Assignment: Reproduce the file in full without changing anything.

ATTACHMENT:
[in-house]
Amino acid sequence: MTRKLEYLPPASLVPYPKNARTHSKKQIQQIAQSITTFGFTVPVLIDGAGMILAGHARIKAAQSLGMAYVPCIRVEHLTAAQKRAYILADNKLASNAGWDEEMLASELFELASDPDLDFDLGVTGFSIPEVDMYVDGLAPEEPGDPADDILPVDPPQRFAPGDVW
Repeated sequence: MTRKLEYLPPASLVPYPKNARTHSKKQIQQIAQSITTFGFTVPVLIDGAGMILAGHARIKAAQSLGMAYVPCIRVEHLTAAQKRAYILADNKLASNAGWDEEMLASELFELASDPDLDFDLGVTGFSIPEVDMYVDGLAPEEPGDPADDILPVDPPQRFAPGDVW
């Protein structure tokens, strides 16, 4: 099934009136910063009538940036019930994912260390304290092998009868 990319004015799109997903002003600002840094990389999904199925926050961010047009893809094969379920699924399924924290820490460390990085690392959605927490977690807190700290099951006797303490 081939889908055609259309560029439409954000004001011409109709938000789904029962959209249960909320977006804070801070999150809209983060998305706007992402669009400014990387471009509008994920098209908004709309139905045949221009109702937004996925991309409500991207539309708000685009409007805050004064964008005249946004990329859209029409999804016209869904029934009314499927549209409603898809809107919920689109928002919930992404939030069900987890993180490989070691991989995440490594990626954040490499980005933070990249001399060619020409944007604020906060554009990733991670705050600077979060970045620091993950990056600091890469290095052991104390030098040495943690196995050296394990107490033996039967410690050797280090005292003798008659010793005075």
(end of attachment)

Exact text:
[in-house]
Amino acid sequence: MTRKLEYLPPASLVPYPKNARTHSKKQIQQIAQSITTFGFTVPVLIDGAGMILAGHARIKAAQSLGMAYVPCIRVEHLTAAQKRAYILADNKLASNAGWDEEMLASELFELASDPDLDFDLGVTGFSIPEVDMYVDGLAPEEPGDPADDILPVDPPQRFAPGDVW
Repeated sequence: MTRKLEYLPPASLVPYPKNARTHSKKQIQQIAQSITTFGFTVPVLIDGAGMILAGHARIKAAQSLGMAYVPCIRVEHLTAAQKRAYILADNKLASNAGWDEEMLASELFELASDPDLDFDLGVTGFSIPEVDMYVDGLAPEEPGDPADDILPVDPPQRFAPGDVW
């Protein structure tokens, strides 16, 4: 099934009136910063009538940036019930994912260390304290092998009868 990319004015799109997903002003600002840094990389999904199925926050961010047009893809094969379920699924399924924290820490460390990085690392959605927490977690807190700290099951006797303490 081939889908055609259309560029439409954000004001011409109709938000789904029962959209249960909320977006804070801070999150809209983060998305706007992402669009400014990387471009509008994920098209908004709309139905045949221009109702937004996925991309409500991207539309708000685009409007805050004064964008005249946004990329859209029409999804016209869904029934009314499927549209409603898809809107919920689109928002919930992404939030069900987890993180490989070691991989995440490594990626954040490499980005933070990249001399060619020409944007604020906060554009990733991670705050600077979060970045620091993950990056600091890469290095052991104390030098040495943690196995050296394990107490033996039967410690050797280090005292003798008659010793005075």